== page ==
|Italianate next to Greek Revival|
Last week I heard one of these folks say that it's better to demolish the old buildings in our downtown and put up new construction. It's too hard to heat and cool old buildings, he said. It's too hard to put old buildings to new uses.
|Corson House-one of our oldest buildings|
I live in a house that's nearly 90 years old. Adding energy efficient windows saved me 21% in fuel usage, adding attic insulation saved me another 15% in heating and 25% of my electricity for cooling. If I caulk everything, insulate all my pipes and put in a more efficient heating/cooling system, I'd do even better. None of the costs of these things added together would equal a fraction of the costs of demolishing my house and starting over. And I doubt new construction would stand up to 4 hurricanes, one superstorm, 2 earthquakes and a straight line wind event the way my house has. The technology and materials are available to make any old building energy-efficient. As for new uses, if you can't be creative, maybe you don't belong in a town that's suppose to be an arts community. Creativity ought to be our selling point.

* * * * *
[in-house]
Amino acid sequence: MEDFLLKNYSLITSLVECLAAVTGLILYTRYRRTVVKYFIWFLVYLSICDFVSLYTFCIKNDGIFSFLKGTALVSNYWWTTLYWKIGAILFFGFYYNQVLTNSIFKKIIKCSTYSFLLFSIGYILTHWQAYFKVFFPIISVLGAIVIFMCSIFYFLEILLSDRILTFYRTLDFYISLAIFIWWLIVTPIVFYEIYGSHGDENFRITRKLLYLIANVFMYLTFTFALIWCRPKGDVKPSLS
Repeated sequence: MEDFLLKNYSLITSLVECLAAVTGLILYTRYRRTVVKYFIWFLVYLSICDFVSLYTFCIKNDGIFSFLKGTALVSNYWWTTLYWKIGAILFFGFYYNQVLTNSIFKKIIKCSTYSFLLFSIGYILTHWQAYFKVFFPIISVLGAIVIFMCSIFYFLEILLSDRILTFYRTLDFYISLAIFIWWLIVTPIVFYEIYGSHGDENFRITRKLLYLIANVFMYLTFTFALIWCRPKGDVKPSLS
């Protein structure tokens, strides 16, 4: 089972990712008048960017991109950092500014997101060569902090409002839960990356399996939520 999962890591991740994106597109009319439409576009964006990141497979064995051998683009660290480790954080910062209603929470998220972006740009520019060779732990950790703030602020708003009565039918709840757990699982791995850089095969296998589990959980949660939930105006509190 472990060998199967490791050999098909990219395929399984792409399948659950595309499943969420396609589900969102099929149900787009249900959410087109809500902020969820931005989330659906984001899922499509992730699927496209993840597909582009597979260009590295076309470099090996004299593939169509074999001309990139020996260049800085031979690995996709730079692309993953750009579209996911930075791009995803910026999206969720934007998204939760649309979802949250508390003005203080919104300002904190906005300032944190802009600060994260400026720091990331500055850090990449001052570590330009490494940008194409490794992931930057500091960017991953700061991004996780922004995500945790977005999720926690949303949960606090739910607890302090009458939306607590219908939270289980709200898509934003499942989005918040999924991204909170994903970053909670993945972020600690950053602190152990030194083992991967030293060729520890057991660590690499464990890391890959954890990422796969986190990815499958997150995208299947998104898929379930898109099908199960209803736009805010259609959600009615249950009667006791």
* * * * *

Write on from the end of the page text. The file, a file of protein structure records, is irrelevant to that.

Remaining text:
|Modern next to Victorian mansard roof|
So why not capitalize on our vintage look and great architecture? Why can't that be a draw? What's keeping people out of Norristown isn't old buildings--it's our overabundance of pawn shops, check cashing places and such. Get in more business like Almaz Cafe and Banh Mi Bistro, who support the town and look good. Create incentives to make the other buildings in our downtown look classy again--like the renovators did with the old PNC Bank at 1 West Main. Start advertising us as "Historic Downtown Norristown." Visitors will come just to stroll our streets, like they do in Phoenixville and Doylestown.
|Chicago school style next to early and mid-19th century|
If you don't like the look, leave, or at least, don't work for our borough or county governments. If you're going to stay, get to know Norristown instead of ruining it.